Moissanite stones will exhibit slightly greater brilliance than natural diamonds and more than double the amount of fire. The disparity in fire becomes particularly noticeable in moissanites larger than 1 carat, thanks to their refractive index ranging from 2.64 to 2.69. Natural and lab diamonds are slightly less brilliant than moissanite and have half the fire, yet they still display dispersion and scintillation. The refractive index of both natural and lab diamonds ranges from 2.417 to 2.419. You can learn more about a stone's refractive index here

How do we measure a stone's color:

While the majority of moissanites can now be produced in colorless or near colorless shades, they are also available in hues such as teal, grey, green, yellow, and black. Natural diamonds are typically found in the colorless range, although they can also occur in various colors such as pink, blue, and yellow due to trace elements like nitrogen and boron. The rarest lab-grown diamonds are those in the colorless range, but they can also be produced in a wide array of colors. Lab-grown colored diamonds are more readily available than their natural counterparts and often come in more vibrant and fancier hues.  The color of a natural or lab-grown diamond is a crucial factor in the diamond grading system known as the 4C's (Color, Cut, Carat Weight, and Clarity). A diamond's color significantly influences its value, especially if it is a rare color or a colorless stone. Learn more about a diamond's 4C's here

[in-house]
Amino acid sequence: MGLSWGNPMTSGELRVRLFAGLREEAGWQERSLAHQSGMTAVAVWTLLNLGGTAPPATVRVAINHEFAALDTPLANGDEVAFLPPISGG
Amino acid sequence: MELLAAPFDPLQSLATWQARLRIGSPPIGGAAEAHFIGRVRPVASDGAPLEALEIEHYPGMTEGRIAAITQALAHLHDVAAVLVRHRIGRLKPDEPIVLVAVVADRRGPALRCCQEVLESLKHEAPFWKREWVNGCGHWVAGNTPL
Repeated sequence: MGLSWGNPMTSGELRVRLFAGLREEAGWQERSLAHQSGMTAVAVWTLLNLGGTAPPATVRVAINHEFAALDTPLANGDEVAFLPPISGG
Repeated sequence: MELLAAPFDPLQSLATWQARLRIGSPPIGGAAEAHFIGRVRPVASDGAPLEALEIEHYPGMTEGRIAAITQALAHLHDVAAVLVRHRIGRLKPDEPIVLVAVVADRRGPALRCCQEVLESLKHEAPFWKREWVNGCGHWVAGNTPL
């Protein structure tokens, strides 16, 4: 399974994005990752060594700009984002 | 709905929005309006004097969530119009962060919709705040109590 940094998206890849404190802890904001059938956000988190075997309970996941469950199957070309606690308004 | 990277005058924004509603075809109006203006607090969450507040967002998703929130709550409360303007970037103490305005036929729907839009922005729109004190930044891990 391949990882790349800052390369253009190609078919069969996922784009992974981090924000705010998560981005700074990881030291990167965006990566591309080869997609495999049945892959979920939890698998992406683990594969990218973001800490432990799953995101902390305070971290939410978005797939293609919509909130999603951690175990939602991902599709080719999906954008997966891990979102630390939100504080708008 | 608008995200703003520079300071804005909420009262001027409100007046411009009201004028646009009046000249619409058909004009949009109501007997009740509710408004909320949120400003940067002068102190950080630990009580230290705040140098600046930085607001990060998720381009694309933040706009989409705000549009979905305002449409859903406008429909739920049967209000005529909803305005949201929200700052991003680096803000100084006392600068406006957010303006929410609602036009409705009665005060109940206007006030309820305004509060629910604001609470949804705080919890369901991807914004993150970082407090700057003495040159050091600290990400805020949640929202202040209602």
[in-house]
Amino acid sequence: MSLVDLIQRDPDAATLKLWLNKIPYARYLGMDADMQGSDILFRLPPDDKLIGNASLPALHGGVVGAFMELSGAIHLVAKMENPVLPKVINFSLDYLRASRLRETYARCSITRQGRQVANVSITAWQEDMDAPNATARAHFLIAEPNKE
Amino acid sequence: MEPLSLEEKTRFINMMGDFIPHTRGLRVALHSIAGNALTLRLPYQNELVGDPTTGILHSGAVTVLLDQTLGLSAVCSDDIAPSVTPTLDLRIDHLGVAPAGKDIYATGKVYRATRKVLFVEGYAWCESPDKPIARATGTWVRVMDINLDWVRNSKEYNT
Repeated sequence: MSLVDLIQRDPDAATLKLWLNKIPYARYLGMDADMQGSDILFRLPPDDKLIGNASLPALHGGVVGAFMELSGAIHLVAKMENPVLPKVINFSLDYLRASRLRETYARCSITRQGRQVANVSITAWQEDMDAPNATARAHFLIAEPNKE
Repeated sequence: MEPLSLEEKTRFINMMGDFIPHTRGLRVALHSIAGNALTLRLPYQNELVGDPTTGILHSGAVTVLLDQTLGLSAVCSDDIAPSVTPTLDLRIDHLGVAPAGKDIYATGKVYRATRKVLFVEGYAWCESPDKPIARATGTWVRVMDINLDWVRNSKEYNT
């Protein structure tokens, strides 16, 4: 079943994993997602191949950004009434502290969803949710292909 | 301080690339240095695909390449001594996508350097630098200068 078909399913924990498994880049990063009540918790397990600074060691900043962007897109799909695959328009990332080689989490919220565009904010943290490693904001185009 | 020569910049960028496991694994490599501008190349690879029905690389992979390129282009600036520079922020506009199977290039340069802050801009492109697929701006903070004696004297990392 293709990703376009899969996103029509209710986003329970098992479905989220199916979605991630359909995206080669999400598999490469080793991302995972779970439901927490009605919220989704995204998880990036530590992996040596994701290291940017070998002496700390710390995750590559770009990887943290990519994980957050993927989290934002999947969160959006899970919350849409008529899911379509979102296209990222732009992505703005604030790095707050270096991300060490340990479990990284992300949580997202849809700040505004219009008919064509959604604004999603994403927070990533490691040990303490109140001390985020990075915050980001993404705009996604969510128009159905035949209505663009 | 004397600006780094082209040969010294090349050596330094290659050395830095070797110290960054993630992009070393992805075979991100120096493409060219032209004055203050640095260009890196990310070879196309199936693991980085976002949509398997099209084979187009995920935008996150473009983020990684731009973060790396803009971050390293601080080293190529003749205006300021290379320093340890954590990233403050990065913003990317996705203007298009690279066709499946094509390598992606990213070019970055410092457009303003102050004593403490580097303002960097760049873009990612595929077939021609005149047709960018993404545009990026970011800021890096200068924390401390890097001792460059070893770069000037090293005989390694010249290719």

How do we determine a stone's price:

Moissanite is significantly more affordable than diamonds of comparable carat weight. Pricing is determined by factors such as size, shape, and whether the stone is colorless or near colorless.  

Natural diamonds are the most costly because they are mined from the earth and take billions of years to form, making them much rarer than both moissanite and lab-grown diamonds. In addition to their rarity, diamond prices are determined by their 4 C's (cut, color, clarity, and carat weight) and shape. Lab-grown diamonds are priced lower than natural diamonds due to their origin, yet they typically cost more than moissanite. Similar to natural diamonds, lab-grown diamonds and moissanite are priced based upon their 4 C's and shape.

How are the stone's sourced:

Moissanite is cultivated in controlled laboratories by skilled professionals, and once produced, it undergoes cutting and polishing. Natural diamonds form deep within the Earth, where they are later mined, cut, and polished. In contrast, lab-grown diamonds are cultivated in controlled laboratories by experts and undergo cutting and polishing after formation in a similar fashion to that of moissanite.  

Understanding the sourcing of the stone is crucial if you seek an ethically created gem. Recently, mined diamonds have faced significant controversy due to their extraction process and the environmental and human impact involved. You can learn more about the ethical practice of mining stones here